The 21-year-old completed 123 laps – more than twice the race distance of the Abu Dhabi Grand Prix – despite stopping briefly after a power unit protection mode was triggered.
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Piastri joins the grid with great expectations having achieved three of the sport’s minor titles, including the 2019 Formula Eurocup, the 2020 Formula 3 championship and last year’s Formula 2 series.
However, the Melburnian had previously only ever driven open-wheel single-seater cars made before the overhaul of F1’s technical regulations for the 2022 season.
Piastri replaces countryman Daniel Ricciardo in the McLaren team.
Ricciardo was paid out by McLaren with one year remaining on his three-year contract to make room for Piastri at the Woking-based team.
While McLaren’s choice to swap out an eight-time race winner with a youngster yet to make his F1 debut has been heavily debated, Brown believes it’s a carefully considered decision.
“Everything in Formula 1 is a calculated risk, but we’re quite optimistic,” he told Speedcafe.com.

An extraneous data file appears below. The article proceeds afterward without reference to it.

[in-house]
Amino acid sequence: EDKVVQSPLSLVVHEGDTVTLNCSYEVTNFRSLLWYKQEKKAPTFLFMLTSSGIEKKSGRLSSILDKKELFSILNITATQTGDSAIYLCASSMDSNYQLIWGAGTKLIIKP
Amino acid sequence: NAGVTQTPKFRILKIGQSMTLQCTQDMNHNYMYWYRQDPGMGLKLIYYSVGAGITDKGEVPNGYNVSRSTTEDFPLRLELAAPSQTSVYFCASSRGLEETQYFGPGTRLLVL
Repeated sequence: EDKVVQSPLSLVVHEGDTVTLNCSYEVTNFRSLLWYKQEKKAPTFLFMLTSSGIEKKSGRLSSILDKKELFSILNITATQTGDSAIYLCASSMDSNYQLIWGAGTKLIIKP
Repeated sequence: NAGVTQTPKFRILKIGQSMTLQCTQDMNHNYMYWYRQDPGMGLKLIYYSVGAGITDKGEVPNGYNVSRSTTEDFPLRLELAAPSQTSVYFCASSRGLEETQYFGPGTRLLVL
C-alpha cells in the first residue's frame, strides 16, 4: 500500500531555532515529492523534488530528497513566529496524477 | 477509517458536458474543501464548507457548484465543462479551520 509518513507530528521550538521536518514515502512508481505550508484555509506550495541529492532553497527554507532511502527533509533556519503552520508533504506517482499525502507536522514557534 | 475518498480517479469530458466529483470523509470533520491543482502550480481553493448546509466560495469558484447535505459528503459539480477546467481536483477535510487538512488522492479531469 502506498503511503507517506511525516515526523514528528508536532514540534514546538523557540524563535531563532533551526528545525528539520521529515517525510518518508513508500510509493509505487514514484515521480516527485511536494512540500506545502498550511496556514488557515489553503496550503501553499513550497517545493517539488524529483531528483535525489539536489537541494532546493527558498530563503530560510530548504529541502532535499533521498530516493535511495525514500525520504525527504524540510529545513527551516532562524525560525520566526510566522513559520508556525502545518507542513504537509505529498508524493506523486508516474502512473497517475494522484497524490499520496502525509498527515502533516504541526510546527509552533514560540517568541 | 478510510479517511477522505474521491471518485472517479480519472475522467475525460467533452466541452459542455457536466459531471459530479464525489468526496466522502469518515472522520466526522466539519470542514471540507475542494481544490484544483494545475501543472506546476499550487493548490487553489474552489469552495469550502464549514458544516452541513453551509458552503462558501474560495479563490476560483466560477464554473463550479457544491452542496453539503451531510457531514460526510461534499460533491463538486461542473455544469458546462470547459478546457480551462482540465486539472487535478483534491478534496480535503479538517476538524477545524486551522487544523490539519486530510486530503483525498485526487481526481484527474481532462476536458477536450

“So we’re going to just be head down and give [Piastri] all the support that we think he needs.
“We wouldn’t have made the decision we did if we didn’t have a high degree of confidence he’s going to be successful.”
Piastri’s character was heavily criticised by his former team principal after he infamously rejected a full-time drive with Alpine for 2023.
Associated with Alpine as a junior since 2019, it was presumed that Piastri would be promoted to the grid to replace Fernando Alonso at the French team next season.
However in August, Piastri sensationally rejected the team’s announcement as Alonso’s successor before signing with McLaren.
With Alpine claiming Piastri under contract, the matter was eventually settled in court where the Contract Review Board (CRB) ultimately ruled in McLaren’s favour – exposing repeated errors in the contract process.
As a result of the mismanagement, Alpine has since sacked its director of legal affairs Benedicte Mercer.
“I think people just need to get to know [him]. We don’t want to manufacture who he is or his personality,” Brown said.
“I think it’s been unfortunate, the accusations thrown his way from Otmar [Szafnauer] and Alpine.
“The truth is starting to come out in that sense.”
Having now come out the other end of the contract saga, Brown backs the loyalty and integrity of his new driver and, while more reserved than the man he replaces, hopes Piastri’s personality and talent steals the show.
“We just need to not put pressure on trying to manufacture something, let him speak for himself, let his on-track results speak for himself,” he said.
“Much like Lando. We didn’t create Lando, Lando created himself as he settled into the sport.
“So I think what we need to do is not put pressure or try and create ‘Oscar’.
“Let’s just [let] Oscar be Oscar and let his results, who he is, speak for itself in time.”
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